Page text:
1. When you filter the feed, you butcher a lot of the content. Stuff which you may not want in your HTML view (for security reasons or whatever), is often very useful for people viewing the feed from a desktop feed reader (think embedded videos, and microformats).

2. I’ve recently started experimenting with duplicate detection across feeds (I’ve reconsidered my previous position on the subject). The problem I’m finding is that the feed from Planet Intertwingly often contains different content to the source feeds, and I flag any such changes in an effort to identify hack attempts. This becomes somewhat counter-productive (and annoying) when items are being flagged almost all the time.

I can go into more detail if this seems like something that could be addressed. If not, I understand.

Posted by James Holderness at

absolute minimum of filtering and transmogriphying

A few questions:

A suggestion that if it pans out could possibly even be applied today: if there is a <source> element present, treat the entry as being of a lower “fidelity” than the original.

Posted by Sam Ruby at

Bare in mind that I’m doing my own normalizing/transmogriphying. Encoding, relative URIs, even changes in feed format shouldn’t be much of a issue. And obviously a lot of that sort of thing has to be done for you to produce a unified feed. I’m more worried about changes to the actual text content in the feed. I’m not even comparing markup, so you would think this should work fairly well, but it doesn’t.

I haven’t looked at it in much detail yet (didn’t think there was much point if you can’t do anything about it), but one example I saw was when you converted an html atom:summary to plain text. Stripping the markup wasn’t a problem - it was the whitespace that became an issue. In HTML, whitespace is generally not significant, but in plain text it is. So your conversion appeared to me as a significant change in content.

I could probably deal with that particular issue myself with a more relaxed string comparison, but the underlying problem remains - if you’re changing the message content, then something is bound to break sooner or later.

if there is a <source> element present, treat the entry as being of a lower “fidelity” than the original.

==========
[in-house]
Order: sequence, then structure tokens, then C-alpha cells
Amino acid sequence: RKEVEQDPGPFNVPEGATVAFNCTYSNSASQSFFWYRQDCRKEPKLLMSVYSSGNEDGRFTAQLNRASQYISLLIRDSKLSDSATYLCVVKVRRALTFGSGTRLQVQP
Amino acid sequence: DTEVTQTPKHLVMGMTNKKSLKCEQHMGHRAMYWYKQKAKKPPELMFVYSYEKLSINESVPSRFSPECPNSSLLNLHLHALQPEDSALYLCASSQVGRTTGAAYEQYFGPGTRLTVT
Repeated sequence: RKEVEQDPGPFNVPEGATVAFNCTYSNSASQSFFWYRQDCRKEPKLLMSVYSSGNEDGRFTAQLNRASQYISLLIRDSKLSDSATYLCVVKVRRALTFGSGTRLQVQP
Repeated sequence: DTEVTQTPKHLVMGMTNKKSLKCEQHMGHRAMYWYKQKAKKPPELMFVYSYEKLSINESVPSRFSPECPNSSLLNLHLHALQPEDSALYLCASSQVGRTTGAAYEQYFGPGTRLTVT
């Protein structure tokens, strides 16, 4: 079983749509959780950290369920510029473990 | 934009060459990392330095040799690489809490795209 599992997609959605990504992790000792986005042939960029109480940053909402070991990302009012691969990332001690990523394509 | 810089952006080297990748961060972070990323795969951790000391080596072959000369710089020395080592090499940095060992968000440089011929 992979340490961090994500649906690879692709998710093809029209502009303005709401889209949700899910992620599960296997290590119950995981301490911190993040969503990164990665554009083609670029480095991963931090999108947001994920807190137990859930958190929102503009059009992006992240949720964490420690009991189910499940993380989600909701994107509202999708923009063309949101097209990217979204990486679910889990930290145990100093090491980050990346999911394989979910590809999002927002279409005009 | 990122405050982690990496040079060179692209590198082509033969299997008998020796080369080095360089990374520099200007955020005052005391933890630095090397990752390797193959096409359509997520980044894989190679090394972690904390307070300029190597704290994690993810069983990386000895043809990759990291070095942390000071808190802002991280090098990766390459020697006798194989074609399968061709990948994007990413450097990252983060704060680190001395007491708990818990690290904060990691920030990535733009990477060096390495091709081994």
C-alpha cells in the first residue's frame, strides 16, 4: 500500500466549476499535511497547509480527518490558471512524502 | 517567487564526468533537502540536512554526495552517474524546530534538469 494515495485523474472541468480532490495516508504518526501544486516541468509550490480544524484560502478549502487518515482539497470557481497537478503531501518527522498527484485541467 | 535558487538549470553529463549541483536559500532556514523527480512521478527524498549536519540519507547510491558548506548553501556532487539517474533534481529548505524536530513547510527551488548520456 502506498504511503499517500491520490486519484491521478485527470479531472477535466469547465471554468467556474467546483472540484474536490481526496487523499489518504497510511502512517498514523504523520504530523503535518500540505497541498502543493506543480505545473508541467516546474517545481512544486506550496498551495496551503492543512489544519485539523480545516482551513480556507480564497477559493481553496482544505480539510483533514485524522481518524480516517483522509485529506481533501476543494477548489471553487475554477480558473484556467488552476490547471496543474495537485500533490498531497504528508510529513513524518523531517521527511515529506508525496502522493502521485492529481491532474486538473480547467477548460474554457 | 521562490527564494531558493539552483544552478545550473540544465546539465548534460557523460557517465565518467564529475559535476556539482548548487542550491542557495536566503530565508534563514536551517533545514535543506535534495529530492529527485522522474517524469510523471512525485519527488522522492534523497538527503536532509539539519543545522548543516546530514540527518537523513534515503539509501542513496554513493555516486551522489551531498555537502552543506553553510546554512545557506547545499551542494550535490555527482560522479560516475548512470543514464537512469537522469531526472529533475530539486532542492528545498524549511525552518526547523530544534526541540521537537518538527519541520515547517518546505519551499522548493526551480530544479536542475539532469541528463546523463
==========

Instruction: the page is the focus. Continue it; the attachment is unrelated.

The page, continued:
I’m already doing that. However, consider this scenario. The users refreshes a Planet feed and gets a bunch of new messages which he immediately reads. He’s also subscribed to some of the feeds individually, and when those feeds refresh he gets a new set of messages all of which he has already read. However, since the content now appears to be different, the app is obliged to inform the user (otherwise he won’t know that the messages he previously read may have been fake). That’s what I’m trying to avoid.

Also, a source element doesn’t solve my first problem (in the case of feeds that I’m only seeing via the Planet). I’d like to be able to view an embedded video in the Planet feed without having to subscribe to the source feed separately.

Posted by James Holderness at

When you filter the feed, you butcher a lot of the content.

Perhaps we could dispense with the editorializing?

Bare in mind that I’m doing my own normalizing/transmogriphying.

I see.  When we do it, it’s butchering.  When you do it, it’s cute and fluffy like something out of a Calvin and Hobbes cartoon.

Posted by Mark at

rawr!

Posted by Robert Sayre at

Perhaps we could dispense with the editorializing?

Yeah, that’s what I’m asking. Although I probably wouldn’t have said “editorializing”. Maybe "butchering"?

When we do it, it’s butchering. When you do it, it’s cute and fluffy like something out of a Calvin and Hobbes cartoon.

No, when I do it, it’s still butchering. But I’m not republishing the butchered data with an atom:id that implies it’s the same thing as the original.

rawr!

Tigers are great.

Posted by James Holderness at

relative URIs ... shouldn’t be much of a issue. ... I’m more worried about changes to the actual text content in the feed.

What about relative URIs in the actual text content?

In HTML, whitespace is generally not significant, but in plain text it is.

Only if you want it to be.  RFC 4285 § 3.1.1.1